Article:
Effective January 14, 2020, the definition of “home loan” was amended such that (a) the following additional requirement applies: “[t]he principal amount of the loan at origination did not exceed the conforming loan size that was in existence at the time of origination for a comparable dwelling as established by the federal housing administration or federal national mortgage association;” and (b) the requirements of subdivision (iii) were amended to state as follows: “[t]he loan is secured by a mortgage or deed of trust on real estate upon which there is located or there is to be located a structure or structures intended principally for occupancy of from one to four families which is or will be occupied by the borrower as the borrower’s principal dwelling.”
 Another “possibility” is that since RPAPL § 1302-a applies only to a “home loan” as defined in RPAPL § 1304(6)(a), and since “home loan” is not defined in RPAPL § 1304(6)(a) as of January 14, 2020, then as a result, as of that date, RPAPL § 1302-a has no application at all. However, it is unlikely that courts would interpret RPAPL § 1302-a as such since it would then be rendered entirely meaningless.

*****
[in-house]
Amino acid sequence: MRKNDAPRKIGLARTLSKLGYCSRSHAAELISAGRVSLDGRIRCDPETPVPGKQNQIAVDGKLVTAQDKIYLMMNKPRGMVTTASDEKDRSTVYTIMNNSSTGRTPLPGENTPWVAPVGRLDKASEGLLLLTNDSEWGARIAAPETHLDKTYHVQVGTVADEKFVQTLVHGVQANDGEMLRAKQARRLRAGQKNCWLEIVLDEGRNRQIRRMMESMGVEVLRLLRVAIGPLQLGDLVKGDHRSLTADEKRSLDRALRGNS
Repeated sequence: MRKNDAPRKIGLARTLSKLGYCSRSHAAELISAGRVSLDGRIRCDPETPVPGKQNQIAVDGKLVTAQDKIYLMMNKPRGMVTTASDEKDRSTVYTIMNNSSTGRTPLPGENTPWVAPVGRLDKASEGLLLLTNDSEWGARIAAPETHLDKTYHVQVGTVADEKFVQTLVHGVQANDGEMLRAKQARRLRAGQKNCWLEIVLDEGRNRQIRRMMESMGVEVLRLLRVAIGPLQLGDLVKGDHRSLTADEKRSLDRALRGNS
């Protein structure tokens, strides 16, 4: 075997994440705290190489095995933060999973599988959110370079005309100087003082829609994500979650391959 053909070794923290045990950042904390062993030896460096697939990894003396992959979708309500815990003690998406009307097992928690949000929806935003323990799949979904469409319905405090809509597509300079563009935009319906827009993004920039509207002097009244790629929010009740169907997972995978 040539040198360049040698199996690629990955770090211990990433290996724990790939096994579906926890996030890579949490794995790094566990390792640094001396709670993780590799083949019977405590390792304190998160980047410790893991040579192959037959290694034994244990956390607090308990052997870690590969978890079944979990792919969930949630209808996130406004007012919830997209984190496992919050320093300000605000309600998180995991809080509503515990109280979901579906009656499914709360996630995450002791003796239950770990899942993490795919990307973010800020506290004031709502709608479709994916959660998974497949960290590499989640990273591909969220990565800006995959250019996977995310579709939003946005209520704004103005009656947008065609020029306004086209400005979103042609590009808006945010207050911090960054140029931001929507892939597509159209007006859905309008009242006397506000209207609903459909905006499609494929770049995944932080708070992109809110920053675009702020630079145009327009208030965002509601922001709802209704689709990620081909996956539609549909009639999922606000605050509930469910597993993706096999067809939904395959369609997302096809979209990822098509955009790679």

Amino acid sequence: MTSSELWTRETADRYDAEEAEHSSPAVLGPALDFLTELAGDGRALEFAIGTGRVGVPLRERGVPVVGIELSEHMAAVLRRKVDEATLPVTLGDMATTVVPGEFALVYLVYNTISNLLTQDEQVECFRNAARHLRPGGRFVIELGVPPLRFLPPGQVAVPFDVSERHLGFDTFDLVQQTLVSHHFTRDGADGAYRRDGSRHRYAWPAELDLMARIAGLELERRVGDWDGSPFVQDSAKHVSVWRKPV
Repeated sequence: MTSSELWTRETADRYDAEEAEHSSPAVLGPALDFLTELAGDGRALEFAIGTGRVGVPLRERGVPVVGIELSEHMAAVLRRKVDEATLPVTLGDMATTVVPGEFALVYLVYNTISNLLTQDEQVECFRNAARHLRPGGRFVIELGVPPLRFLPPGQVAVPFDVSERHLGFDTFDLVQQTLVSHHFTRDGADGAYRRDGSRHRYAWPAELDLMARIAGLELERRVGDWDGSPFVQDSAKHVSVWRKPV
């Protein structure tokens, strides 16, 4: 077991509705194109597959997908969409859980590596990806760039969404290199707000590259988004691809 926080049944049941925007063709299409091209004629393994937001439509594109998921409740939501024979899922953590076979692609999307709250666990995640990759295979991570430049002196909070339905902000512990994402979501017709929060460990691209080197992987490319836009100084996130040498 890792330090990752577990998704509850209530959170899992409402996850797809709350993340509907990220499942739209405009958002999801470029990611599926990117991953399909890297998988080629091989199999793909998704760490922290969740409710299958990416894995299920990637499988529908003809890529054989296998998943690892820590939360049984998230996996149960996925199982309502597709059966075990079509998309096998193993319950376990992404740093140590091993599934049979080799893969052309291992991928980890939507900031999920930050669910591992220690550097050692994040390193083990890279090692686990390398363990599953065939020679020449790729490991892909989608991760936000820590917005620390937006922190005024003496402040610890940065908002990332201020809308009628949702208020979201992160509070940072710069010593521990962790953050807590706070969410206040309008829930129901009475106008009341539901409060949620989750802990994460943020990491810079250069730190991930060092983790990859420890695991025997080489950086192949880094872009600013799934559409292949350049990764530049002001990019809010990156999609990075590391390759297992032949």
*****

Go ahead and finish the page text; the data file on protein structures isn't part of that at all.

This decision is currently on appeal with the New York Court of Appeals.
 Still, the defaulting defendants may have to meet additional requirements. For example, under CPLR 5015(a)(1), the court may relieve a defendant from a judgment or order “upon such terms as may be just” upon the ground of “excusable default, if such motion is made within one year after service of a copy of the judgment or order with written notice of its entry upon the moving party . . . .” Further, CPLR § 317 provides in pertinent part that: “[a] person served with a summons other than by personal delivery to him or to his agent . . . who does not appear may be allowed to defend the action within one year after he obtains knowledge of entry of the judgment, but in no event more than five years after such entry, upon a finding of the court that he did not personally receive notice of the summons in time to defend and has a meritorious defense. If the defense is successful, the court may direct and enforce restitution in the same manner and subject to the same conditions as where a judgment is reversed or modified on appeal.” Emphasis added.